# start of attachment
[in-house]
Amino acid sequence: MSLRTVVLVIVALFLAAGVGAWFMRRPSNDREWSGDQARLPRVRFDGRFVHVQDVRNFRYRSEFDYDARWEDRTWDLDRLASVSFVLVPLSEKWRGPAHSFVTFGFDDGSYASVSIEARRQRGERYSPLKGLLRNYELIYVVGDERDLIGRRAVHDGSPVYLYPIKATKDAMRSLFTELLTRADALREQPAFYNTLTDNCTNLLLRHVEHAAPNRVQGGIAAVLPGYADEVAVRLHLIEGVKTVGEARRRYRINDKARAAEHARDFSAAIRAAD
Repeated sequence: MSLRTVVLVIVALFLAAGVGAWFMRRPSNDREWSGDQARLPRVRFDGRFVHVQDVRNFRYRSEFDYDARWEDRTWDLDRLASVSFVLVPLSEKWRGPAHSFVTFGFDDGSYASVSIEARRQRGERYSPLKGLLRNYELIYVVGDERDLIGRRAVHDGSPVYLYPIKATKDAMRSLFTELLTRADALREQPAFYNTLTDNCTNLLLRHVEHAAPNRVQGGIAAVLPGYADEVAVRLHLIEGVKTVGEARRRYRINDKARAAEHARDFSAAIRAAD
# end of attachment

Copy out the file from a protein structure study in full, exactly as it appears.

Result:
[in-house]
Amino acid sequence: MSLRTVVLVIVALFLAAGVGAWFMRRPSNDREWSGDQARLPRVRFDGRFVHVQDVRNFRYRSEFDYDARWEDRTWDLDRLASVSFVLVPLSEKWRGPAHSFVTFGFDDGSYASVSIEARRQRGERYSPLKGLLRNYELIYVVGDERDLIGRRAVHDGSPVYLYPIKATKDAMRSLFTELLTRADALREQPAFYNTLTDNCTNLLLRHVEHAAPNRVQGGIAAVLPGYADEVAVRLHLIEGVKTVGEARRRYRINDKARAAEHARDFSAAIRAAD
Repeated sequence: MSLRTVVLVIVALFLAAGVGAWFMRRPSNDREWSGDQARLPRVRFDGRFVHVQDVRNFRYRSEFDYDARWEDRTWDLDRLASVSFVLVPLSEKWRGPAHSFVTFGFDDGSYASVSIEARRQRGERYSPLKGLLRNYELIYVVGDERDLIGRRAVHDGSPVYLYPIKATKDAMRSLFTELLTRADALREQPAFYNTLTDNCTNLLLRHVEHAAPNRVQGGIAAVLPGYADEVAVRLHLIEGVKTVGEARRRYRINDKARAAEHARDFSAAIRAAD